For almost four decades, the Soul Brothers have sailed the turbulent musical waters and refused to be corroded by the tragedies, the highs and lows that they faced in their musical journey including political threats from the then apartheid government.
They are perhaps one of the longest serving, consistent and most intact groups in South Africa whose resistance to splits that characterise so many music groups should be commended. They have won the hearts of many, not only in their backyard but across the borders of South Africa.
They have 39 albums in their 39-year music career and are working on their 40th album set for release next month. The group has lost three of its founder members and very recently there was an attempt on the life of one of the remaining two founder members Black Moses Ngwenya who was shot at and robbed by gunmen.
The irony is, however, that the incident occurred in the same street that reggae legend Lucky Dube was shot dead some years ago.
This is part of the story of the Soul Brothers that has remained one of the most celebrated music legends in most African countries and internationally as well.
Their genesis goes back, to the Groovy Boys, a 1970 Natal band where founding member David Masondo was a drummer.
The group did not last long, but David Masondo, bassist Zakes Mchunu, and guitarist Tuza Mthethwa kept the music alive while working in a factory.
Seeking fame and fortune that did not arrive quickly, the Soul Brothers did not lose hope and their defining moment came when Black Moses Ngwenya and singer David Masondo joined forces in 1976.
Determined to push indigenous South African music in new directions, they were one of the few umbaqanga groups that emerged out of apartheid South Africa and their music kept fans on their feet.
With music being one of the most dynamic industries where those that resist change face the option of doom, the Soul Brothers is one group that has managed to keep their old style so much so that it has become their identity.
And it is probably their ability to feed their fans with the same music diet that has kept them in the music industry for 39 years.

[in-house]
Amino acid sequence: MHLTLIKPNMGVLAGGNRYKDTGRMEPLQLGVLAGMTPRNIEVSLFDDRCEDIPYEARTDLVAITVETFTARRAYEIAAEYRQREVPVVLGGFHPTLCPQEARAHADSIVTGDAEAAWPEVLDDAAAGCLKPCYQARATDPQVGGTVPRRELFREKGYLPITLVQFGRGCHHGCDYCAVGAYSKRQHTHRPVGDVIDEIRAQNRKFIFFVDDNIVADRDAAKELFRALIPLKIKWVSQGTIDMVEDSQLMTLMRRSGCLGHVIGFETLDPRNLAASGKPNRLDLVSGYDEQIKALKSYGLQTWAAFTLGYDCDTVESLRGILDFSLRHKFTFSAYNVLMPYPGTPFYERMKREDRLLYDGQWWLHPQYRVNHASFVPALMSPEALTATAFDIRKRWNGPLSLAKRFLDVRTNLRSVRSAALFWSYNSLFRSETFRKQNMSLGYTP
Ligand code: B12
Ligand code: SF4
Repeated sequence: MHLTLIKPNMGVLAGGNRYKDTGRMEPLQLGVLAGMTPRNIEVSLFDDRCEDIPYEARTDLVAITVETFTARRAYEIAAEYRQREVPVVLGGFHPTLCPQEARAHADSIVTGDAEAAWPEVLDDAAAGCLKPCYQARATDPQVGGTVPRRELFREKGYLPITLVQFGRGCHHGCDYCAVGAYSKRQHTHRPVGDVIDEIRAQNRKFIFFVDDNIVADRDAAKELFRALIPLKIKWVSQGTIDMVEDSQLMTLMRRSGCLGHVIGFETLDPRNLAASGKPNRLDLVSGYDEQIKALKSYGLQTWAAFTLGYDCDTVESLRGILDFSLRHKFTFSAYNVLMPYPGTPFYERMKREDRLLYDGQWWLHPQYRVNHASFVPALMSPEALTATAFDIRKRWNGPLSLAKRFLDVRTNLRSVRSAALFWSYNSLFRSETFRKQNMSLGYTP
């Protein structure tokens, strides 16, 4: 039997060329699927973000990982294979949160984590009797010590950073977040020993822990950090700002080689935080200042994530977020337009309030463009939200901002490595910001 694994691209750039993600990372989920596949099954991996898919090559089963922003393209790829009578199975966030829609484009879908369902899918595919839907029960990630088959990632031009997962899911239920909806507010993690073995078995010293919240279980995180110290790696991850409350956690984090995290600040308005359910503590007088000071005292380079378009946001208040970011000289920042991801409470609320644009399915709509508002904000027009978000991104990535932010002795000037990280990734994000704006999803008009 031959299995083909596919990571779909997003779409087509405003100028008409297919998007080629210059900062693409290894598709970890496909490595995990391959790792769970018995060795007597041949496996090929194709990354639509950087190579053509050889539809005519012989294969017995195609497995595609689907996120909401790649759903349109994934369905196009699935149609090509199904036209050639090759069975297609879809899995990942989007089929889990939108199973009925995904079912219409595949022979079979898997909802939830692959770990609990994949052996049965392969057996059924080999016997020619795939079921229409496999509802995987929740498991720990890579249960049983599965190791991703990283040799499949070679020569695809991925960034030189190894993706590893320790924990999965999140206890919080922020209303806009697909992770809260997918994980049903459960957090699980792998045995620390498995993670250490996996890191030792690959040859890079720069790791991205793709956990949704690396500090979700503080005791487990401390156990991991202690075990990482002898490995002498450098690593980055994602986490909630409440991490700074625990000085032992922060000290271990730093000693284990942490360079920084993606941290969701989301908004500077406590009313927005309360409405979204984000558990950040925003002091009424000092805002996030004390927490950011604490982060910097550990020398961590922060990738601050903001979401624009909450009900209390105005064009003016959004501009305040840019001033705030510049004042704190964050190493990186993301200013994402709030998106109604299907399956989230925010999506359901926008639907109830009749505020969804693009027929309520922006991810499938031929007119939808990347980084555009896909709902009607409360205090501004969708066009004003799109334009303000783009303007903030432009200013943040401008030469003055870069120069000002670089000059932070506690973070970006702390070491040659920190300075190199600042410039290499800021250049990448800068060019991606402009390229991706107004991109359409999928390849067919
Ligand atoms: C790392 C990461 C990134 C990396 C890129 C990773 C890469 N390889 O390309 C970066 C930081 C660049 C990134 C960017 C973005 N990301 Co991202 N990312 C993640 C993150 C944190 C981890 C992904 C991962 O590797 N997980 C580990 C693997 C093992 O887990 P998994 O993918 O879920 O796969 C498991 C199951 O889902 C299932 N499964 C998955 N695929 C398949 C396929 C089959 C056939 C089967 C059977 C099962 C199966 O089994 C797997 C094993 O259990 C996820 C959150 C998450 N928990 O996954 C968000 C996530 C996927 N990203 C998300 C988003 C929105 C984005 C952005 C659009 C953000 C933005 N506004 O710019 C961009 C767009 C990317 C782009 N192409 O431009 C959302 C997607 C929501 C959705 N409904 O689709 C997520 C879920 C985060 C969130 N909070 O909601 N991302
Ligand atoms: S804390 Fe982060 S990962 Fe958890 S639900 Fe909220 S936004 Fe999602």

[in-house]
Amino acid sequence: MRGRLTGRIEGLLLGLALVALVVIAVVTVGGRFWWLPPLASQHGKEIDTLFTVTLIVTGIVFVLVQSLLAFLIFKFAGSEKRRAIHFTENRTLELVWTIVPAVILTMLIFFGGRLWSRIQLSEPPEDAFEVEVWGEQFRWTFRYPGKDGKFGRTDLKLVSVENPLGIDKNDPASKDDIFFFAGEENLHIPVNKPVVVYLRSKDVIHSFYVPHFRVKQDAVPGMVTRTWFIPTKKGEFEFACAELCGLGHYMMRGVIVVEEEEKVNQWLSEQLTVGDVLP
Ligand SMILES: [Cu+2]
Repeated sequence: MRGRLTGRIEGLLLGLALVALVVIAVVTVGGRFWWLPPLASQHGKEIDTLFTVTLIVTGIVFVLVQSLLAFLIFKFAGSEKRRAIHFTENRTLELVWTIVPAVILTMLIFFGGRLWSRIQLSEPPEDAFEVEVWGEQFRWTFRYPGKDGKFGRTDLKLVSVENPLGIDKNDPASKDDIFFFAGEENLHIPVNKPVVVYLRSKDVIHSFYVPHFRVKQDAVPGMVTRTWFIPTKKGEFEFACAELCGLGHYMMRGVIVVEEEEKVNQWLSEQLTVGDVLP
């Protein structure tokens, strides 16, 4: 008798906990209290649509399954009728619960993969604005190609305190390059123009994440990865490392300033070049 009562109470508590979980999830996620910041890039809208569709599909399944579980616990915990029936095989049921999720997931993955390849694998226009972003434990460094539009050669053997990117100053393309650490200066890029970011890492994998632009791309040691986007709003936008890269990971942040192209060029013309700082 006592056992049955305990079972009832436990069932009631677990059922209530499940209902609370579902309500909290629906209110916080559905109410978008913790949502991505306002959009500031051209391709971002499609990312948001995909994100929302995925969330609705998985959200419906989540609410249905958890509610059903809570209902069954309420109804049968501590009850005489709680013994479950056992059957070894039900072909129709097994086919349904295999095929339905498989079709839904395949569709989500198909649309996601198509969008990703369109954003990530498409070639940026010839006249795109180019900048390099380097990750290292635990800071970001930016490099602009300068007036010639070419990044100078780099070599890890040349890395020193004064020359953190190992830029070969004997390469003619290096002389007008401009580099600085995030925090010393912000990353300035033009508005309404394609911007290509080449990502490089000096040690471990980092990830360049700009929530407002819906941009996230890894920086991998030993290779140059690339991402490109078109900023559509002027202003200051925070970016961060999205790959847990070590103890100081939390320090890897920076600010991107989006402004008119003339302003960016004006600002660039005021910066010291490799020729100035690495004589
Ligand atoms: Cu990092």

More so, they have not lost their fans, but in fact they have kept them with a yearning appetite of their traditional umbaqanga music, something that has made the group gain more support.
In an interview with the Sunday Leisure from his South African base Ngwenya said the support from their fans have always given them the energy to continue in their music journey.
“I think all that has kept our group intact is that we have always had support from our fans and they keep us going. We have never thought of changing our music and this is something that has kept the group going. We are happy that we are clocking 39 years in the showbiz industry,” said Ngwenya.
Emerging during apartheid, that marked an aggressive era of white colonial bondage, the group managed to survive the period amid threats that saw them almost facing extinction.
From performing in the dusty streets of Soweto their township, the group managed to get a chance to perform in Zimbabwe and other African countries in the southern region with their song Umsholozi Wam becoming a hit at most night spots.
“Apartheid era was one of the toughest eras for us because the white people always aimed at restricting us from performing in certain areas, and it was difficult for us. We had to find alternative places to perform and our song Umsholozi Wam became popular in Botswana, Zimbabwe and Mozambique.
“From then on we never turned back even in the face of threats of arrest and harassment by the apartheid government. We remained focused and we are happy that we are one of the groups that have survived the test of time,” Ngwenya added.
Although car crashes have seen the deaths of three band members in 1979, and then bassist and founder member Zakes Mchunu in 1984, these setbacks have not seen Masondo and Ngwenya give up, instead they have incorporated dedicated musicians and dancers as replacements.
With 39 albums under their belt, the group is set to start working on their 40th album in June this year.
“We have lost four band members but this had not been a setback for us in terms of excelling. We had determination and this is what has taken us this far.
“We have also recruited some more band members and now the group comprises 15 members. So far we have 39 albums under our name, and we will start working on our 40th one this year in June,” said Black Moses.
Black Moses, however, survived a robbery this year after gunmen shot at his car, leaving him injured on the same street that Lucky Dube was shot.
He said three robbers shot at him twice and drove away in his black Audi A4 and stole a computer worth 15 000 rand, an iPad worth 17 000 rand and two cellphones worth 10 000 rand.
Black Moses said he was recovering and he would be ready by the time the group starts working on their 40th album.
“I survived a robbery early this year and thugs got away with my car and valuables. But I am sure that by the time we start preparing for the album in June, I would have hopefully recovered,” he said.
Black Moses said they missed performing in Zimbabwe and they were still negotiating with promoters to bring their band.
“We are negotiating with promoters so that we come and perform in Zimbabwe soon. Fans must know that we have not dumped them and we do miss performing in Zimbabwe,” he said.—Sunday News